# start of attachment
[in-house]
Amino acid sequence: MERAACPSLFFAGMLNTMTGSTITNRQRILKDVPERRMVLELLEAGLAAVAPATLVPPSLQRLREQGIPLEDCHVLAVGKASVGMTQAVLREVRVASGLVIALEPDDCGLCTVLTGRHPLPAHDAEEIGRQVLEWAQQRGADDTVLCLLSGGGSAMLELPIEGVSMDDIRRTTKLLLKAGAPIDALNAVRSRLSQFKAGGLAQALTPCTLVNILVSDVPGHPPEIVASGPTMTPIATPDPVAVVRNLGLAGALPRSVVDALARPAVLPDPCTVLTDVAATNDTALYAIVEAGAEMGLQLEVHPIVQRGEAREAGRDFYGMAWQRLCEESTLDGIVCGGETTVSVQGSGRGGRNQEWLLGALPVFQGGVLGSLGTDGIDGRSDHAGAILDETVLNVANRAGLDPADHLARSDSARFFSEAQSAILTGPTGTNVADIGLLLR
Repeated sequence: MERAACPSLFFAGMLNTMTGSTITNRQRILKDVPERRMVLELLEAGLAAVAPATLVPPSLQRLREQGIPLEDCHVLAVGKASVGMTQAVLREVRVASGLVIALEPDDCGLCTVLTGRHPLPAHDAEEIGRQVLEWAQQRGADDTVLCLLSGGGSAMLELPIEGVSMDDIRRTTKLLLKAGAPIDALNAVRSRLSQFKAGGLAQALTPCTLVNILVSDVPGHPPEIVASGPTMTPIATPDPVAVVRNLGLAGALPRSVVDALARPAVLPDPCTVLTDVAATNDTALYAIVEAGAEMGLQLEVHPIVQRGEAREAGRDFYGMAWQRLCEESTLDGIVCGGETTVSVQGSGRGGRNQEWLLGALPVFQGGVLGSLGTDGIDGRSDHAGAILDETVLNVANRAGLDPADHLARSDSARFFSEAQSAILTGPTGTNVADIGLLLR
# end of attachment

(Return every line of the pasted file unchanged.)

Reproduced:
[in-house]
Amino acid sequence: MERAACPSLFFAGMLNTMTGSTITNRQRILKDVPERRMVLELLEAGLAAVAPATLVPPSLQRLREQGIPLEDCHVLAVGKASVGMTQAVLREVRVASGLVIALEPDDCGLCTVLTGRHPLPAHDAEEIGRQVLEWAQQRGADDTVLCLLSGGGSAMLELPIEGVSMDDIRRTTKLLLKAGAPIDALNAVRSRLSQFKAGGLAQALTPCTLVNILVSDVPGHPPEIVASGPTMTPIATPDPVAVVRNLGLAGALPRSVVDALARPAVLPDPCTVLTDVAATNDTALYAIVEAGAEMGLQLEVHPIVQRGEAREAGRDFYGMAWQRLCEESTLDGIVCGGETTVSVQGSGRGGRNQEWLLGALPVFQGGVLGSLGTDGIDGRSDHAGAILDETVLNVANRAGLDPADHLARSDSARFFSEAQSAILTGPTGTNVADIGLLLR
Repeated sequence: MERAACPSLFFAGMLNTMTGSTITNRQRILKDVPERRMVLELLEAGLAAVAPATLVPPSLQRLREQGIPLEDCHVLAVGKASVGMTQAVLREVRVASGLVIALEPDDCGLCTVLTGRHPLPAHDAEEIGRQVLEWAQQRGADDTVLCLLSGGGSAMLELPIEGVSMDDIRRTTKLLLKAGAPIDALNAVRSRLSQFKAGGLAQALTPCTLVNILVSDVPGHPPEIVASGPTMTPIATPDPVAVVRNLGLAGALPRSVVDALARPAVLPDPCTVLTDVAATNDTALYAIVEAGAEMGLQLEVHPIVQRGEAREAGRDFYGMAWQRLCEESTLDGIVCGGETTVSVQGSGRGGRNQEWLLGALPVFQGGVLGSLGTDGIDGRSDHAGAILDETVLNVANRAGLDPADHLARSDSARFFSEAQSAILTGPTGTNVADIGLLLR